To avoid chronic pain such as arthritis those afflicted will avoid movements that cause them pain. Eventually that leads to a loss of strength, a decreased range of motion, and more pain – a vicious cycle.   Proper exercise will eliminate the pain, increase strength and range of motion, and create a positive cycle.

The right exercise will have the following components:

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Chronic pain: Exercise can bring relief

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Exercise can be a great way to ease chronic pain. There are risks associated with inactivity and benefits associated with movement.

When you're in pain, exercise is probably the last thing on your mind, but regular exercise can be a versatile weapon in the fight against chronic pain.

When you're inactive, your muscles — including your heart — lose strength and work less efficiently. Your risk of high blood pressure, high cholesterol and diabetes increases. Inactivity can increase fatigue, stress and anxiety as well.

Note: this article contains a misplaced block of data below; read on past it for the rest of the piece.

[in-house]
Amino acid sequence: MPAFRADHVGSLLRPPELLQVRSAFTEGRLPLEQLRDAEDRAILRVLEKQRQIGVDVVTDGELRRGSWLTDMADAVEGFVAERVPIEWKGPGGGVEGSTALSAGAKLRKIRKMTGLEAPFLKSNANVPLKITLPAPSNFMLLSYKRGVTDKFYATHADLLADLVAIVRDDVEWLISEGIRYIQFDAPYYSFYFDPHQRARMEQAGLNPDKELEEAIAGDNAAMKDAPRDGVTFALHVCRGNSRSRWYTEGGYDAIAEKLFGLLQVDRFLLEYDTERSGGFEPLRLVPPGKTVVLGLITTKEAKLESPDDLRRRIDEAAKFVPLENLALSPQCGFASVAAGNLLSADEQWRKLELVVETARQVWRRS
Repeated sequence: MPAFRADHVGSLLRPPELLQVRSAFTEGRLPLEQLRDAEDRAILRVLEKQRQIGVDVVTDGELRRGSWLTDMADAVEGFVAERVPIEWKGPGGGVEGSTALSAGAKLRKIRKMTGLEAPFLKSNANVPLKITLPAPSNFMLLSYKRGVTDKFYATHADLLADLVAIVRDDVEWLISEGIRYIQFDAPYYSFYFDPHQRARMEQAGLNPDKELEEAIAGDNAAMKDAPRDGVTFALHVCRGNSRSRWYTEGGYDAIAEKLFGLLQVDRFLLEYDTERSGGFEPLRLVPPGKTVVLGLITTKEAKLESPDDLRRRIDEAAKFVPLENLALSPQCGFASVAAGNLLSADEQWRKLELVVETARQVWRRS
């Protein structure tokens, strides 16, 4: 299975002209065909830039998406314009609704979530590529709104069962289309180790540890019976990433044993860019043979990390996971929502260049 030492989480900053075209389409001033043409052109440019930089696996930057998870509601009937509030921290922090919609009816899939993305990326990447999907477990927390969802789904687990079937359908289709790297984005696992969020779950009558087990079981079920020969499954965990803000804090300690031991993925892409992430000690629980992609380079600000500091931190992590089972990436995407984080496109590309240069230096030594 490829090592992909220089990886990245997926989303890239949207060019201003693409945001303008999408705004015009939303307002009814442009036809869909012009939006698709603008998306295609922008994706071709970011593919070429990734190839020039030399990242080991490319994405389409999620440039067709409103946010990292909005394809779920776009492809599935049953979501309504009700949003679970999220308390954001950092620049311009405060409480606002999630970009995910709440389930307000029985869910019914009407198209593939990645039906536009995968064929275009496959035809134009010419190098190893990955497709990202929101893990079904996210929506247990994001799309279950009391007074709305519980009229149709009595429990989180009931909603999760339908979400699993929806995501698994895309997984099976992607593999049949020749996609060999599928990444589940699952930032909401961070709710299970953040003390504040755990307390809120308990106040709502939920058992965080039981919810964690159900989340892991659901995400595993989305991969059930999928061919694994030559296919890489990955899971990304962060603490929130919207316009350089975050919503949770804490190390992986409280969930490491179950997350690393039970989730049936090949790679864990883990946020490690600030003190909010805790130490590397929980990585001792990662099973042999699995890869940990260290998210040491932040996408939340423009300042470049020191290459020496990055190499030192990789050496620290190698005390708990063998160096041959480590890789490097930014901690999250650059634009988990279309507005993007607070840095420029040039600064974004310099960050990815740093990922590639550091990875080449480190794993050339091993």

"Years ago, people who were in pain were told to rest," says Edward Laskowski, M.D., a physical medicine and rehabilitation specialist and co-director of the Sports Medicine Center at Mayo Clinic,
Rochester, Minn. "But now we know the exact opposite is true. When you rest, you become deconditioned — which may actually contribute to chronic pain."

As tough as it may be to start an exercise program, your body will thank you. Exercise can:

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Shoulder pain and referred pain finally disappears

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I was sitting in the dentist chair getting my teeth cleaned, and I began to moan. Not because of a recent Achilles operation, not because of my teeth, no it was because of pain in both my shoulders.  In addition to pain in my shoulders, for weeks I had been having referred pain running down my arms, and numbness in both my hands down to my fingertips. It was intolerable. Sleeping was horrible. My range of motion was increasingly becoming restricted, and the outlook looked worse if I did not do something. One shoulder was well on its way to becoming frozen.